PHRA BUDDHA YODFA CHULALOKE MAHARAJ
KING RAMA I
Majesty King Phra Buddha Yodfa Chulaloke, the first king of the Chakri
Dynasty who established Bangkok as the capital of Thailand.
Rama I, who was formerly known as Duang or Thong Duang was born in
Ayutthaya on March 20, 1737 during the reign of King Barommakote.
Following the fall of Ayutthaya in 1767, he entered the King's service as
an officer of the royal household. Later, at the age of 25, he was
promoted to be the governor of Ratchaburi Province and played an important
part in helping King Taksin restore the country's sovereignty many times.
He was created Luang Yorkrabat, then Phra Rajvarin, Chao Phraya Chakri and
eventually Somdetch Chao Phraya Maha Kashatriya Suk by King Taksin, and
following the deposition of King Taksin in 1782 was chosen as king,
becoming the founder and first ruler of the House of Chakri. He was
crowned King at the age of 46 in 1782 and reign for 27 years, dying at the
age of 73.
After his coronation, he decided to move the capital
from Dhonburi to the opposite bank of the Chao Phraya River, thus founding
the city of Bangkok, as the land there was level with vast space for
expansion. Besides, it offered excellent security against enemy
King Rama I, after considering the pros and cons from a
military strategic and economic point of view, decided to move the capital
to the new site. He, therefore, erected the city's sacred foundation post
as will as transferred the Lord Buddha's relics to a temporary shrine in a
definite indication as to where the new capital city would be located.
After the foundation post was officially erected, King Rama I moved to the
new site and stayed in a temporary palace made of wood. Soon after, the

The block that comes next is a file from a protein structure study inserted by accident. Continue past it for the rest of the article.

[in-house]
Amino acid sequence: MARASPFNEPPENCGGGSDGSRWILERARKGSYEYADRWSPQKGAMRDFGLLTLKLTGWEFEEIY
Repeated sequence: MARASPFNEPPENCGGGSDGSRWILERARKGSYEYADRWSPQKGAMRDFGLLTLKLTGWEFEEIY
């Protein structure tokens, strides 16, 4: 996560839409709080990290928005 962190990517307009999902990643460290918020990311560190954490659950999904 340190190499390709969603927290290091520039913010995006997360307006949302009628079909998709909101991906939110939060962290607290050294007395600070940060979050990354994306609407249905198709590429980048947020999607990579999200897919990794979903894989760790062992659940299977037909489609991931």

construction of the new palace building began and included the Grand
Palace where installed the Emerald Buddha in the Chapel Royal, Dusit
Mahaprasat Hall, Pimarnrattaya Hall, Ammarin Vinichchai Hall, and
Chakkrabhat Piman Hall, with residential buildings on both side of the
Chakkrabhat Piman Hall.
In ruling the country, King Rama I was very
democratic. He would listen to other people's ideas since he believed that
the kingdom did not belong to him alone. Consequently, the people had
their say and helped in running the country.
When the new capital
city was being built, King Rama I was constantly thinking of the welfare
of the people. So after digging canals for the defense of the country, he
ordered the digging of the Mahanak canal strictly for the people to use as
King Rama I also revised the law making it suitable to
the changing times. In a book called "King Phra Buddha Yodfa Chulaloke and
his Cultural Revivals" written by HRH Prince Phitayalap Phreuttayakorn, a
part reads, "His Majesty the King was worried about the missing law books,
nine out of ten of which were destroyed or found missing after the Burmese
sacked Ayuthaya. In 1804, King Rama I made a major revision on the laws of
the kingdom and came out with a new one called "Laws of the Three Seals"
which consisted of civil and military sides.
King Rama I did much
in terms of religious reform with the noble aim to make Buddhism outer for
the Rattanakasin era. In 1788, he ordered the grand council held by
Buddhists to revise the Tripitaka as in the previous ones there were many
King Rama I considered literature of highest importance. He
called an assembly learned people and monks to revive Thai literature and
bring it to the level of what it was during the Ayutthaya period. His most
outstanding literary work was the epoch Ramayana. The Ramayana has really
captured the Thai hearts in all respects. Furthermore, his literary works
also include the famous E-Now, Dalunk and Anurat and an epic concerning
the war against the Burmese at Ta Din Daeng.
King Rama I also
promoted the field of architecture, sculpture and drama. He collected old
Buddha images from all over the country and enshrined them in temples in
Bangkok. King Rama I fought in many wars, protecting the country from
foreign forces and had always defeating them. He thus expanded Thai
territory farther and wider than it had been before. It is therefore
deemed most appropriate to accord King Rama I the title "The Great" on the
occasion of celebrating the Bangkok, or Rattanakosin